New updates available for FltPlan Go, WingX Pro and FlyQ apps

2 min read

We’re starting to see an uptick in update activity from just about every aviation app developer as we near the start of the spring flying season and the winter weather begins to break. Most of these are relatively minor refinements, but they’re important to keep track of so you know what to look for the next time you open the app.

FltPlan Go

FltPlan’s free EFB app for iPad, now supports DAC International’s GDC64 Tablet Aircraft Interface Unit (TAIU). FltPlan Go users can transfer a wealth of information, including GPS position, heading, altitude, speed, and track information as well as onboard XM Satellite weather from their avionics into the FltPlan Go app.

The GDC64 is designed for larger jet aircraft and connects directly to the aircraft’s power bus. The unit features four ARINC 429 ports allowing for seamless transfer of this complex, real–time data to the FltPlan Go app. The wired connection of the GDC64 offers the added benefit of serving as a safe and approved power supply. Click here for more information about DAC International’s GDC64.

WingX Pro

The National Weather Service offers turbulence and icing products through the Aviation Weather website that are very useful for identifying hazardous weather. Additionally, these maps allow you to focus on specific altitudes to determine where the hazards are most likely to exist. WingX Pro now incorporates several of these weather layers right on the moving map, allowing you view them in relation to your planned flight.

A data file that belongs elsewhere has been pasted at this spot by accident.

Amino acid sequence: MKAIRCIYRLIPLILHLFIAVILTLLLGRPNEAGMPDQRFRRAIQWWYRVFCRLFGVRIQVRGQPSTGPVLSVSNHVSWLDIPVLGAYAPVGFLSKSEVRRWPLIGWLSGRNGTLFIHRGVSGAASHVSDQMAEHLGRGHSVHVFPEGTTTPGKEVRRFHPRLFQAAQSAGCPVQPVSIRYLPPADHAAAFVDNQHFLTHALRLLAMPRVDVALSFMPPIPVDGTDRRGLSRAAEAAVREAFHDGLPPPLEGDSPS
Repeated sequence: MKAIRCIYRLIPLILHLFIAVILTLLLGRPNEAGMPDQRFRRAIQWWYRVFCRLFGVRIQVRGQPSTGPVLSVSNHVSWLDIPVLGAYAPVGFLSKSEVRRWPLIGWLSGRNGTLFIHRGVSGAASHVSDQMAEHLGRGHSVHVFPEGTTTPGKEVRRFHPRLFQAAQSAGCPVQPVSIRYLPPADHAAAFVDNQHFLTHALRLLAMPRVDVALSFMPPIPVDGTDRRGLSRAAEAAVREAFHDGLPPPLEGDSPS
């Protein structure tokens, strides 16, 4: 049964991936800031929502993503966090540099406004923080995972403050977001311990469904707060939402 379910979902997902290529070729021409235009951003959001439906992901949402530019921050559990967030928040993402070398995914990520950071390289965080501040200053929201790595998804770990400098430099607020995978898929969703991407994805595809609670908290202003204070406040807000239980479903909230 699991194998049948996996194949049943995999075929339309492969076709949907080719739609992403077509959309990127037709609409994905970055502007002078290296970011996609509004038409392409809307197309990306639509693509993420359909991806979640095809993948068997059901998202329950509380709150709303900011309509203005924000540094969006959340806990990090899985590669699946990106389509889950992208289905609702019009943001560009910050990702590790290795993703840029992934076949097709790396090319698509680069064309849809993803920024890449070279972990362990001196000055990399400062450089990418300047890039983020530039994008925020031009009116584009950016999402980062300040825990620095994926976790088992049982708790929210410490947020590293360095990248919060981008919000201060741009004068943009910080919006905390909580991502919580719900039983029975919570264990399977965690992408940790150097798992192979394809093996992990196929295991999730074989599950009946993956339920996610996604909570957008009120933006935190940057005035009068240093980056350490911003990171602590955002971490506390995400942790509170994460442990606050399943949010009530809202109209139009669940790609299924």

The new options include Turbulence, Supercooled Large Droplet Icing (SLD), and Current Icing Potential Icing (CIP). You’ll see an altitude slider in the WX Overlay window after selecting one of these layers to filter the reports based on where you’ll be flying.

This update also includes several other refinements to WingX:

  • ADS-B traffic: the app now shows the airplane type, e.g. Piper PA-28-181, so you’ll have a better idea of what kind of airplane to look for. It’ll also display the airline and flight # for commercial flights, e.g. Spirit 123
  • Aircraft pulse for improvement visibility
  • Aircraft symbols on airport diagrams and approach charts are now the same as selected for Moving Map
  • Synthetic Vision improvements
  • The app shows the airspace you’re in, highlighted in green in the bottom-right
  • Added 60-hr prog chart
  • Minor fixes for XGPS190


The most notable feature in the latest FlyQ EFB update is the ability to submit flight plans in the ICAO format, which will be the only format accepted in the U.S. in the next month or so. All FlyQ EFB flight plans are now filed using the new ICAO format through Flight Service or CSRA DUATS rather than the old FAA domestic format. For accurate filings, pilots should go Settings/Aircraft Profiles and complete the new sections for ADS-B, RNAV, etc.